Of the 51 players appearing on the cards that commemorate something that happened before 2023, 46 of them are retired.  The five active players are Yasuaki Yamasaki of the Baystars, Naoki Miyanishi of teh Fighters, Yu Darvish of the Padres, Kenta Maeda of the Twins and Senga of the Mets (obviously the MLB players are depicted as NPB players).  Miyanishi's kind of unique in that he has cards in the set for something he did in 2023 and something he did in 2016.  Retired players include Sadaharu Oh, Koichi Tabuchi, Yoshio Yoshida, Hisashi Yamada, Eiji Sawamura, Shigeru Sugishita, Hideki Matsui, Kazuo Matsui and Takao Kajimoto.  There's two cards for Tetsuya Yoneda - one with Hankyu and the other with Kintetsu.  There are three foreign players - Leon Lee, Alonzo Powell and Randy Messenger.  There's a couple cards of pitchers batting - Maeda, Yoneda and Sugishita.  BBM again did a pretty good job digging up photos of the older players - I don't think I'd seen any of these photos before and for someone like Sawamura, that's pretty hard to do.  Here are some samples:






The Title Holder cards are a throwback to the Leader cards BBM used to include in their flagship sets between 1991 and 2013.  There are a total of 24 cards (numbered TH01 to TH24) that include the leader (or leaders) in twelve statistical categories for each league -  Batting Average, Home Runs, RBIs, Hits, OBP, Stolen Bases, ERA, Winning Percentage, Wins, Saves, Hold Points and Strikeouts.  If a player leads the league in multiple categories then he has multiple cards in this subset - for example, Yoshinobu Yamamoto has four cards since he led the PL in ERA, Winning Percentage, Wins and Strikeouts.  Kensuke Kondoh is on three cards and Shugo Maki and Katsuki Azuma are on two.  You'll notice I said "are on" rather than "have" for those guys - if more than one player tie for the lead in a category they all appear on the card.  There are three cards that show multiple players this yea, including the PL Home Run card (which has Kondoh and two other players on it) and the CL Hits card (which has Maki and one other player).  Here's a couple so you can see what they look like:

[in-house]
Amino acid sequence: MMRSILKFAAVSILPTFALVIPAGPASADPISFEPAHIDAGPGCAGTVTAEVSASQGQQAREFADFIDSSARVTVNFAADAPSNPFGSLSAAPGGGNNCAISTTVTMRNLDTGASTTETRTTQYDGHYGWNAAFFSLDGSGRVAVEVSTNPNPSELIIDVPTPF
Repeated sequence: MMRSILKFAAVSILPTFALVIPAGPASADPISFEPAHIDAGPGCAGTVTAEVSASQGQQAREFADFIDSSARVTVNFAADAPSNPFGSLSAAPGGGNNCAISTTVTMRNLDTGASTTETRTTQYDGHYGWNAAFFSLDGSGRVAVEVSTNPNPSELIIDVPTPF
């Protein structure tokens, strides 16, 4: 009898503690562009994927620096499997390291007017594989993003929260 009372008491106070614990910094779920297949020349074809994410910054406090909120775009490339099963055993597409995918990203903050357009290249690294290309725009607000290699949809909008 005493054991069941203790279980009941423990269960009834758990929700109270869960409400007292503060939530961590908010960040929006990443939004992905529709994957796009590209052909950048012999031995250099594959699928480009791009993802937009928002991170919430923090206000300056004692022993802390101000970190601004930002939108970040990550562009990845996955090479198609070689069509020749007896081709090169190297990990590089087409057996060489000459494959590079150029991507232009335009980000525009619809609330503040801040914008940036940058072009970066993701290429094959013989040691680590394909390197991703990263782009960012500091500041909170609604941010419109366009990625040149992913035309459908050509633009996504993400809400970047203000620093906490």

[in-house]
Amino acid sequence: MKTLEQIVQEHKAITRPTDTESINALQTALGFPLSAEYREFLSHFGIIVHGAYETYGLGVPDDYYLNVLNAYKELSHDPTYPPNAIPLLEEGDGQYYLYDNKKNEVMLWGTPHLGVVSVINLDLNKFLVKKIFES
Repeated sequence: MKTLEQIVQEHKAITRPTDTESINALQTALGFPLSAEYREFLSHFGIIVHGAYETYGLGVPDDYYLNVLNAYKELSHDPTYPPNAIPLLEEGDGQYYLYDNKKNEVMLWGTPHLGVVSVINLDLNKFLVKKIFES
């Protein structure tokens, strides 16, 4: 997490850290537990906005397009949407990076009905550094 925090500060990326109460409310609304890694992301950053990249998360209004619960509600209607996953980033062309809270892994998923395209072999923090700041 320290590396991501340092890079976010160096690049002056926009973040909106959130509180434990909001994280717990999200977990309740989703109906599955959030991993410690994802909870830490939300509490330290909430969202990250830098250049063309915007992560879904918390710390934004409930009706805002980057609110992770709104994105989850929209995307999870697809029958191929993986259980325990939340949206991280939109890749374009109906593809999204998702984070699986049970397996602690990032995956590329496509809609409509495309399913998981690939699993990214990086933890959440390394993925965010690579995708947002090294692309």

The "1st Version Update" subset features cards of 21 players who were either not included in this year's 1st Version set or the "1st Version Update" subset from the 2nd Version set or were traded since their earlier appearance.  Actually, I think there's only one guy - Shingo Usami - in that category.  Usami appeared in 1st Version as a member of the Fighters but was traded mid-season to the Dragons for Yuji Gunji.  Gunji is also in the subset but did not appear in either of the two previous sets.  Normally there's a handful of foreign players in this subset but this time around there's only one - Leandro Cedeno of Orix.  This means there's several foreign players this year like Alen Hanson of the Fighters who do not have cards in BBM's flagship sets.  Other players appearing in this subset include Takayuki Kajitani of the Giants, Kohei Azuma of the Buffaloes and Shingo Ishikawa of the Marines.  The cards are numbered 601 to 621 in continuation of the 1st and 2nd Version sets.  Here's a couple examples: